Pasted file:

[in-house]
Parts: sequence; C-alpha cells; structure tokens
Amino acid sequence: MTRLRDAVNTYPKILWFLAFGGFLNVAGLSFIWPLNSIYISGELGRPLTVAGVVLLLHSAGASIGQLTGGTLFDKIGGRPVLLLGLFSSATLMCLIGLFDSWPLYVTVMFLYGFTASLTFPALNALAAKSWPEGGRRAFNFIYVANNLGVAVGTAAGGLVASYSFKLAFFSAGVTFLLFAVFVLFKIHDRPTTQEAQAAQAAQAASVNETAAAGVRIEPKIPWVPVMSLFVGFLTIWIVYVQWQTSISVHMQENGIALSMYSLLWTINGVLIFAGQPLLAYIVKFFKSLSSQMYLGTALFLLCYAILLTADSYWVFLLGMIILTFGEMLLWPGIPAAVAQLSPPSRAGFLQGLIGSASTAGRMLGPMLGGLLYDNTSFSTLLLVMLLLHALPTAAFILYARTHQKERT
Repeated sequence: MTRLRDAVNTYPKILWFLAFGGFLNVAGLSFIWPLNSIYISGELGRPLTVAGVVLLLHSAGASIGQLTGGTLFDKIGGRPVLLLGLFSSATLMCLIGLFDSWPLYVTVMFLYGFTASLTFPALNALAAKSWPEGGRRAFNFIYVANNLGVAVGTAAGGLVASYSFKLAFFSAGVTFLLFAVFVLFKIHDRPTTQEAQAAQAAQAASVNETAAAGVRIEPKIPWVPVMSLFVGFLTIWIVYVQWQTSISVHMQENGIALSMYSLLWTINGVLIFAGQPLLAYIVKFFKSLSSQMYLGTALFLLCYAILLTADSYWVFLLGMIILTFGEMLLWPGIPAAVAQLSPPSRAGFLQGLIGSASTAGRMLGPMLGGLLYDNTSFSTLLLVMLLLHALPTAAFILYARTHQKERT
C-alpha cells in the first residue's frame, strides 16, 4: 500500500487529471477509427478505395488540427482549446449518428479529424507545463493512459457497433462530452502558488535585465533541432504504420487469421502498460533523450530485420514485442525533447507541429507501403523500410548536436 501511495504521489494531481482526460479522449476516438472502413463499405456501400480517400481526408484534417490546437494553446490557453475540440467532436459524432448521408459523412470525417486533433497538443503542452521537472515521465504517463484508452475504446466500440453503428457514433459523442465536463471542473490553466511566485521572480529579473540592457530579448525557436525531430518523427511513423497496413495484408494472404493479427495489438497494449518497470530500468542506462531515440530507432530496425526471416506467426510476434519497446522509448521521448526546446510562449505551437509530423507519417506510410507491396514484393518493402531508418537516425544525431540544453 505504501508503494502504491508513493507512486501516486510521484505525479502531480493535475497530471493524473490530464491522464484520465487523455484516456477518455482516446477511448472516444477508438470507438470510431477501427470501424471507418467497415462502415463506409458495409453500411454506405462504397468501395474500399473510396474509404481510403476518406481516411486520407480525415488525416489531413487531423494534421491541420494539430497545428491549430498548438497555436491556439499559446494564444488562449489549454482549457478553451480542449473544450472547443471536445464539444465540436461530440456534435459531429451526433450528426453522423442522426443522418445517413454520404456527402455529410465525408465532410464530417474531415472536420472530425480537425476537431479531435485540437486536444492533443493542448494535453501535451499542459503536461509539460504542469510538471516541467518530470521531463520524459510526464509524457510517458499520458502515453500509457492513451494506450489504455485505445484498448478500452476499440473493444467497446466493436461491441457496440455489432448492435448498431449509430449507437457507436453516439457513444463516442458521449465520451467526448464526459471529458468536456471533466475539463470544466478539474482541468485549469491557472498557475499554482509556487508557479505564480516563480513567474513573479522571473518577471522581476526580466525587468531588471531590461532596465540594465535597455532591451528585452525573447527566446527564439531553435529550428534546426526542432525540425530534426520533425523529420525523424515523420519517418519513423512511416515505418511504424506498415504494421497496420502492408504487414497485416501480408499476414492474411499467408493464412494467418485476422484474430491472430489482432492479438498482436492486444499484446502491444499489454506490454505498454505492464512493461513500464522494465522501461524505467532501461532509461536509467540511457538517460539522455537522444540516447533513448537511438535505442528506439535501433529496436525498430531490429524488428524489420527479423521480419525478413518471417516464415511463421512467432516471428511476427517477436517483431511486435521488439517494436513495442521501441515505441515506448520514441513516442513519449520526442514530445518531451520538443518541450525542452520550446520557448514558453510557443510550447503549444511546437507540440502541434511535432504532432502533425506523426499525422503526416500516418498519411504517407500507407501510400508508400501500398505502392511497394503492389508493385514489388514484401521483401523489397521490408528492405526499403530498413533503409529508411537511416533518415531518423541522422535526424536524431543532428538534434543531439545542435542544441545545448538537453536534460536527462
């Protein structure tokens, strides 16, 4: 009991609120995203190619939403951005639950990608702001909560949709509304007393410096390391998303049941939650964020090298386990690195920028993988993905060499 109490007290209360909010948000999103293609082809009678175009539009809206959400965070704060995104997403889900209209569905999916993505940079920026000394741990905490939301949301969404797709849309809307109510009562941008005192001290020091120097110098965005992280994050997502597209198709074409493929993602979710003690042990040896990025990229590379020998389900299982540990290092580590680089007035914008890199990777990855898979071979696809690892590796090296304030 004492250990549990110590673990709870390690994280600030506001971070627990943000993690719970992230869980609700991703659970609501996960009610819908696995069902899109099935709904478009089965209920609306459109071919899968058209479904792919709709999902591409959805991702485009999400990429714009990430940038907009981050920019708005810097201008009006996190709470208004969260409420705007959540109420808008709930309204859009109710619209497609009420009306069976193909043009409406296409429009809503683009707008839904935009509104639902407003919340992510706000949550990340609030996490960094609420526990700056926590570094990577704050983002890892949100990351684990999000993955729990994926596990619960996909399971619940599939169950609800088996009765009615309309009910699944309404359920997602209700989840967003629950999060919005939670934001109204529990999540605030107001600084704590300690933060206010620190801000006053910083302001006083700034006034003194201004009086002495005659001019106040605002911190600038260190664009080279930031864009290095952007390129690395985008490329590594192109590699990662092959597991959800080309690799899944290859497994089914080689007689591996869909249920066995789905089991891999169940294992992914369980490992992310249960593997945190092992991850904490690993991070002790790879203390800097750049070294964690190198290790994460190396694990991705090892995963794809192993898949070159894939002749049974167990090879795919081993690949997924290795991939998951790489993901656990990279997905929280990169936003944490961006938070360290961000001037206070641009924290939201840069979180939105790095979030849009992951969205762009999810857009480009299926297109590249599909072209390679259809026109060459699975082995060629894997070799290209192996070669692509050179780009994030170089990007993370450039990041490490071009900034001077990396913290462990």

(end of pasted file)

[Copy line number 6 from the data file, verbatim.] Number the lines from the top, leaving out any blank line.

């Protein structure tokens, strides 16, 4: 009991609120995203190619939403951005639950990608702001909560949709509304007393410096390391998303049941939650964020090298386990690195920028993988993905060499 109490007290209360909010948000999103293609082809009678175009539009809206959400965070704060995104997403889900209209569905999916993505940079920026000394741990905490939301949301969404797709849309809307109510009562941008005192001290020091120097110098965005992280994050997502597209198709074409493929993602979710003690042990040896990025990229590379020998389900299982540990290092580590680089007035914008890199990777990855898979071979696809690892590796090296304030 004492250990549990110590673990709870390690994280600030506001971070627990943000993690719970992230869980609700991703659970609501996960009610819908696995069902899109099935709904478009089965209920609306459109071919899968058209479904792919709709999902591409959805991702485009999400990429714009990430940038907009981050920019708005810097201008009006996190709470208004969260409420705007959540109420808008709930309204859009109710619209497609009420009306069976193909043009409406296409429009809503683009707008839904935009509104639902407003919340992510706000949550990340609030996490960094609420526990700056926590570094990577704050983002890892949100990351684990999000993955729990994926596990619960996909399971619940599939169950609800088996009765009615309309009910699944309404359920997602209700989840967003629950999060919005939670934001109204529990999540605030107001600084704590300690933060206010620190801000006053910083302001006083700034006034003194201004009086002495005659001019106040605002911190600038260190664009080279930031864009290095952007390129690395985008490329590594192109590699990662092959597991959800080309690799899944290859497994089914080689007689591996869909249920066995789905089991891999169940294992992914369980490992992310249960593997945190092992991850904490690993991070002790790879203390800097750049070294964690190198290790994460190396694990991705090892995963794809192993898949070159894939002749049974167990090879795919081993690949997924290795991939998951790489993901656990990279997905929280990169936003944490961006938070360290961000001037206070641009924290939201840069979180939105790095979030849009992951969205762009999810857009480009299926297109590249599909072209390679259809026109060459699975082995060629894997070799290209192996070669692509050179780009994030170089990007993370450039990041490490071009900034001077990396913290462990």